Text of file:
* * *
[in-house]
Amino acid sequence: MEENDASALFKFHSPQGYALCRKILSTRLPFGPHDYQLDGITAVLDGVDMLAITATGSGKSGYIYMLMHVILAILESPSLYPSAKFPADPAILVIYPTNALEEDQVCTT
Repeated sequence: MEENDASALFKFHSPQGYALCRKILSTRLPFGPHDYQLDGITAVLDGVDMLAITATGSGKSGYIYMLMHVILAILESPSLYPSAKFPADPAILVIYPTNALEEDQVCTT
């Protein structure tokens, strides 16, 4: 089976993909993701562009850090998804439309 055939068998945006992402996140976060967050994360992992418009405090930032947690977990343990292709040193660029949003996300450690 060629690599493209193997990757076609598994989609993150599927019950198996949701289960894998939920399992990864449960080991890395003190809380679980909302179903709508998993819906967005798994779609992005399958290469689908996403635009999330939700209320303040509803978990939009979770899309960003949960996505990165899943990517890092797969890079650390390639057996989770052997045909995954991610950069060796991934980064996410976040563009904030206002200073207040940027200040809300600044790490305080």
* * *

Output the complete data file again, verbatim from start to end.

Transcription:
[in-house]
Amino acid sequence: MEENDASALFKFHSPQGYALCRKILSTRLPFGPHDYQLDGITAVLDGVDMLAITATGSGKSGYIYMLMHVILAILESPSLYPSAKFPADPAILVIYPTNALEEDQVCTT
Repeated sequence: MEENDASALFKFHSPQGYALCRKILSTRLPFGPHDYQLDGITAVLDGVDMLAITATGSGKSGYIYMLMHVILAILESPSLYPSAKFPADPAILVIYPTNALEEDQVCTT
């Protein structure tokens, strides 16, 4: 089976993909993701562009850090998804439309 055939068998945006992402996140976060967050994360992992418009405090930032947690977990343990292709040193660029949003996300450690 060629690599493209193997990757076609598994989609993150599927019950198996949701289960894998939920399992990864449960080991890395003190809380679980909302179903709508998993819906967005798994779609992005399958290469689908996403635009999330939700209320303040509803978990939009979770899309960003949960996505990165899943990517890092797969890079650390390639057996989770052997045909995954991610950069060796991934980064996410976040563009904030206002200073207040940027200040809300600044790490305080």